ChatGPT: The end of blogging as we know it
ChatGPT has been in the news a lot lately. Everyone is at least vaguely aware that it’s some sort of artificially intelligent chat bot. But I didn’t fully grasp the ramifications until I took the time to play with the tool myself. You can check it out too at https://openai.com/blog/chatgpt/.
You will need to create a user account, but that is free. And then you can see some examples of prompts that it can respond to. Have a conversation and marvel at the fluidity. Ask it questions and get answers back promptly and completely.
The major criticism (and rightfully so) is that it is so fast and authoritative on subjects that people tend to believe it – even when it’s wrong. It’s also using information scrapped from the internet to build its knowledge. There was a time that Google Translate was a free online tool that could be used to translate websites in real time. Until they realized that most of the translated content out there was translated by them, and a feedback look occurred resulting in poorer quality. They eventually put a very small fee to use the API and knocked most users off as a result to try to preserve the bank of human generated content to pull from. What happens to ChatGPT when the internet it pulls from was also written by AI?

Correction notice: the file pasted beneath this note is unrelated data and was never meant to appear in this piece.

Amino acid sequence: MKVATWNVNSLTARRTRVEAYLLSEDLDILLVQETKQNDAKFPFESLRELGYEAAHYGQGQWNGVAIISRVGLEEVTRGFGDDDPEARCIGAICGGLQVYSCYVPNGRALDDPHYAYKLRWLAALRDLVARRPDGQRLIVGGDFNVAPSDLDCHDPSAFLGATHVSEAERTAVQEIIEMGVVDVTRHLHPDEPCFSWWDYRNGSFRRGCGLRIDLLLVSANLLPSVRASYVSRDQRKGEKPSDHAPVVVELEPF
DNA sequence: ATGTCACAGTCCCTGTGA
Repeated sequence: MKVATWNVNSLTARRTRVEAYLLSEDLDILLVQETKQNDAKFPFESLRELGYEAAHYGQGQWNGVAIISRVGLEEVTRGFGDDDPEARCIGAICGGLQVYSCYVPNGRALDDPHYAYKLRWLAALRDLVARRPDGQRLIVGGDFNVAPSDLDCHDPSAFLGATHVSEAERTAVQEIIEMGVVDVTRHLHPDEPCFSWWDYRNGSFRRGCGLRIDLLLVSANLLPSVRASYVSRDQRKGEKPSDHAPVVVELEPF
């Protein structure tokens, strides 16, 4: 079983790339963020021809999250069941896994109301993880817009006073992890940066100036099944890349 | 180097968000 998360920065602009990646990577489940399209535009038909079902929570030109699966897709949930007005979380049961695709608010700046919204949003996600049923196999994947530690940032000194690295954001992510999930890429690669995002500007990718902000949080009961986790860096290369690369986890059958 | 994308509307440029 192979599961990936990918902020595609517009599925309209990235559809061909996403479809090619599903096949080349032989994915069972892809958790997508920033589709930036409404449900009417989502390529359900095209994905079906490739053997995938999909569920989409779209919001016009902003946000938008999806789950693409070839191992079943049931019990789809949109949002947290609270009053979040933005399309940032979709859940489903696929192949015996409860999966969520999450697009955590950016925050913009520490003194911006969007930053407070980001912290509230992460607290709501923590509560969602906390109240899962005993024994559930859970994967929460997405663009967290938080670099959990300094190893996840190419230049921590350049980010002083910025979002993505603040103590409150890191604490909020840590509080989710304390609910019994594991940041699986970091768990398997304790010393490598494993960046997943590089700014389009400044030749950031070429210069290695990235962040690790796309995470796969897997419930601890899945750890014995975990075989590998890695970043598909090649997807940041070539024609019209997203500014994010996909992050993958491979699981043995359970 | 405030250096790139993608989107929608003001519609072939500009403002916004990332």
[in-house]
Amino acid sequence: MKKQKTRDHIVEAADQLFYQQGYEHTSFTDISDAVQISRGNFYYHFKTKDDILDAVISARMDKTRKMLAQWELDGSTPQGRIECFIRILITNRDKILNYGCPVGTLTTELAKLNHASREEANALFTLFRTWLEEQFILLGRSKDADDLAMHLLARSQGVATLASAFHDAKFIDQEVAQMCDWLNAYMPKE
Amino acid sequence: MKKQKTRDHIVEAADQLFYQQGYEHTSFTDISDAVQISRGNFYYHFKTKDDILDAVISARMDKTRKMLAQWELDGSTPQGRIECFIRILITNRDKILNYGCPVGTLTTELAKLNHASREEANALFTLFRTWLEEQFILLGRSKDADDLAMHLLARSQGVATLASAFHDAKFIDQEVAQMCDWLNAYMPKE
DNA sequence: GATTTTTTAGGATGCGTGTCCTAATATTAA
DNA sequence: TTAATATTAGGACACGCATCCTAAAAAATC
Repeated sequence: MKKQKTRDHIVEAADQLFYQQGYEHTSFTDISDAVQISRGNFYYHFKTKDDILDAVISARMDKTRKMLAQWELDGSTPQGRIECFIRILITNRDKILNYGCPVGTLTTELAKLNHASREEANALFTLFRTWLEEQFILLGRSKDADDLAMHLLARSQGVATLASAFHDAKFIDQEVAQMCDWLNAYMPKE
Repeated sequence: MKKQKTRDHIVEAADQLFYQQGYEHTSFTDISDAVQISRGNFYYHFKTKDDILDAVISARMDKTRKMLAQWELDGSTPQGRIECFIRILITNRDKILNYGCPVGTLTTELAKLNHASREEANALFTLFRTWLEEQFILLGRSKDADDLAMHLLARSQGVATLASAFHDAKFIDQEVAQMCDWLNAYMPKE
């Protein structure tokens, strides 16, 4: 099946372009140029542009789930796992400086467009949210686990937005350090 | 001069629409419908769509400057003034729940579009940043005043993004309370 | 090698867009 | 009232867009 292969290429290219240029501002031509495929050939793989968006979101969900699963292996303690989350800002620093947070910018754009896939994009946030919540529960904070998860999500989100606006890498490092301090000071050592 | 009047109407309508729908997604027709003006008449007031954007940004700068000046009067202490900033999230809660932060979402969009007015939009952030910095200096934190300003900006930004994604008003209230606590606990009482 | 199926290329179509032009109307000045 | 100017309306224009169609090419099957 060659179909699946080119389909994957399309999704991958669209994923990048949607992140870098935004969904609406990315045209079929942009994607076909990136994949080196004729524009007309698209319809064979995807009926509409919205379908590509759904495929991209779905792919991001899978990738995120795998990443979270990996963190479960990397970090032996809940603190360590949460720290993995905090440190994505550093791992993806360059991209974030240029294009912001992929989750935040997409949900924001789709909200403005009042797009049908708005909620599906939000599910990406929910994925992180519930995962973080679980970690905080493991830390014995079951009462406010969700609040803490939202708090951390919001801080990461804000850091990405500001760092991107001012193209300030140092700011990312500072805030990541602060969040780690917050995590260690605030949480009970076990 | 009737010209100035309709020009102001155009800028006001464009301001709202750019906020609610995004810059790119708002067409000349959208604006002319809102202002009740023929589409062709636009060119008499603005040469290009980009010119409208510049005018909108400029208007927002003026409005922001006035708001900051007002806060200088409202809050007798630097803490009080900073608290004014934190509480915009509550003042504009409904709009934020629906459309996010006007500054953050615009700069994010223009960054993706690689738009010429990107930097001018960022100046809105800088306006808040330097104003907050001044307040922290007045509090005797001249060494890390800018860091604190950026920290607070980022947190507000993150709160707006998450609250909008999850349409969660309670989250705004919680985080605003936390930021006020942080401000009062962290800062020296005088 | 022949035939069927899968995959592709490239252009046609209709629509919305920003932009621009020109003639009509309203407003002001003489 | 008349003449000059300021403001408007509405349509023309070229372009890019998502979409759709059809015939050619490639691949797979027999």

Want to know why I think it will have a big impact? Because, secretly, I didn’t write my last blog: Registering your nonprofit with PayPal. Instead, I went to ChatGPT and said, “Write me a blog about registering a nonprofit with PayPal” and the body of that blog was its immediately response. Nobody noticed. And I really had no notes of how to improve it after the fact.
Now that’s scary.